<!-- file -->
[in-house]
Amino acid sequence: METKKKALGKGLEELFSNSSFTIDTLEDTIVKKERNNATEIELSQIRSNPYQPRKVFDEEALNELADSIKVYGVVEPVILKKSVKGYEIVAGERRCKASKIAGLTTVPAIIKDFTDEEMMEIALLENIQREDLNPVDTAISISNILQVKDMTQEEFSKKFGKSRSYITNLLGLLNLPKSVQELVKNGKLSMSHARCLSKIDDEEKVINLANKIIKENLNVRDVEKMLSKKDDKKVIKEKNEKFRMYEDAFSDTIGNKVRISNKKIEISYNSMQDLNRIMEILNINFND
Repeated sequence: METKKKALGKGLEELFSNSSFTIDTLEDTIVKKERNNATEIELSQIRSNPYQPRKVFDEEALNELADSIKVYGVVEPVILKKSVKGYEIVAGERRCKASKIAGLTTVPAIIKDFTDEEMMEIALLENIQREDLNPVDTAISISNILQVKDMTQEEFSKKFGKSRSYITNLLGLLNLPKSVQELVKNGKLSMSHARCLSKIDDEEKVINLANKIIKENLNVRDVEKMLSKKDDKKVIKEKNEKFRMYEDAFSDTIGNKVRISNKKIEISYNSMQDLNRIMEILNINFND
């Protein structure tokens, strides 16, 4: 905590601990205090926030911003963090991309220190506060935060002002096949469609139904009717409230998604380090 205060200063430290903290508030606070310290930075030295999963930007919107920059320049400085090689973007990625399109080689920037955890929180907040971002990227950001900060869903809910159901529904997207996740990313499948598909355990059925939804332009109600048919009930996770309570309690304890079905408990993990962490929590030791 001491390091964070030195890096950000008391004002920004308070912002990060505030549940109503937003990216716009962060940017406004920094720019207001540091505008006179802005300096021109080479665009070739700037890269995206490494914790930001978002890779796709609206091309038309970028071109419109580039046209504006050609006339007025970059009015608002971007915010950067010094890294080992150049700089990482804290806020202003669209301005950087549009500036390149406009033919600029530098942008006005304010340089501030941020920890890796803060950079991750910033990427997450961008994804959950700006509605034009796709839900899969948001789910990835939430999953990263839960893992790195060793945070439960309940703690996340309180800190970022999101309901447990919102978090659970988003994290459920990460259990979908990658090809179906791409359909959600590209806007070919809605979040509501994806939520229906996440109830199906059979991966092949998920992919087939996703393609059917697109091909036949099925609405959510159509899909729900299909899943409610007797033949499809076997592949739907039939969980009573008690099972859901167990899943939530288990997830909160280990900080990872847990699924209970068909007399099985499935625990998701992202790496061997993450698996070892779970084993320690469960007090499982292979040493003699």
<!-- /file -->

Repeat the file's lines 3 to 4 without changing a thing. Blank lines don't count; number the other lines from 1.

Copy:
Repeated sequence: METKKKALGKGLEELFSNSSFTIDTLEDTIVKKERNNATEIELSQIRSNPYQPRKVFDEEALNELADSIKVYGVVEPVILKKSVKGYEIVAGERRCKASKIAGLTTVPAIIKDFTDEEMMEIALLENIQREDLNPVDTAISISNILQVKDMTQEEFSKKFGKSRSYITNLLGLLNLPKSVQELVKNGKLSMSHARCLSKIDDEEKVINLANKIIKENLNVRDVEKMLSKKDDKKVIKEKNEKFRMYEDAFSDTIGNKVRISNKKIEISYNSMQDLNRIMEILNINFND
């Protein structure tokens, strides 16, 4: 905590601990205090926030911003963090991309220190506060935060002002096949469609139904009717409230998604380090 205060200063430290903290508030606070310290930075030295999963930007919107920059320049400085090689973007990625399109080689920037955890929180907040971002990227950001900060869903809910159901529904997207996740990313499948598909355990059925939804332009109600048919009930996770309570309690304890079905408990993990962490929590030791 001491390091964070030195890096950000008391004002920004308070912002990060505030549940109503937003990216716009962060940017406004920094720019207001540091505008006179802005300096021109080479665009070739700037890269995206490494914790930001978002890779796709609206091309038309970028071109419109580039046209504006050609006339007025970059009015608002971007915010950067010094890294080992150049700089990482804290806020202003669209301005950087549009500036390149406009033919600029530098942008006005304010340089501030941020920890890796803060950079991750910033990427997450961008994804959950700006509605034009796709839900899969948001789910990835939430999953990263839960893992790195060793945070439960309940703690996340309180800190970022999101309901447990919102978090659970988003994290459920990460259990979908990658090809179906791409359909959600590209806007070919809605979040509501994806939520229906996440109830199906059979991966092949998920992919087939996703393609059917697109091909036949099925609405959510159509899909729900299909899943409610007797033949499809076997592949739907039939969980009573008690099972859901167990899943939530288990997830909160280990900080990872847990699924209970068909007399099985499935625990998701992202790496061997993450698996070892779970084993320690469960007090499982292979040493003699």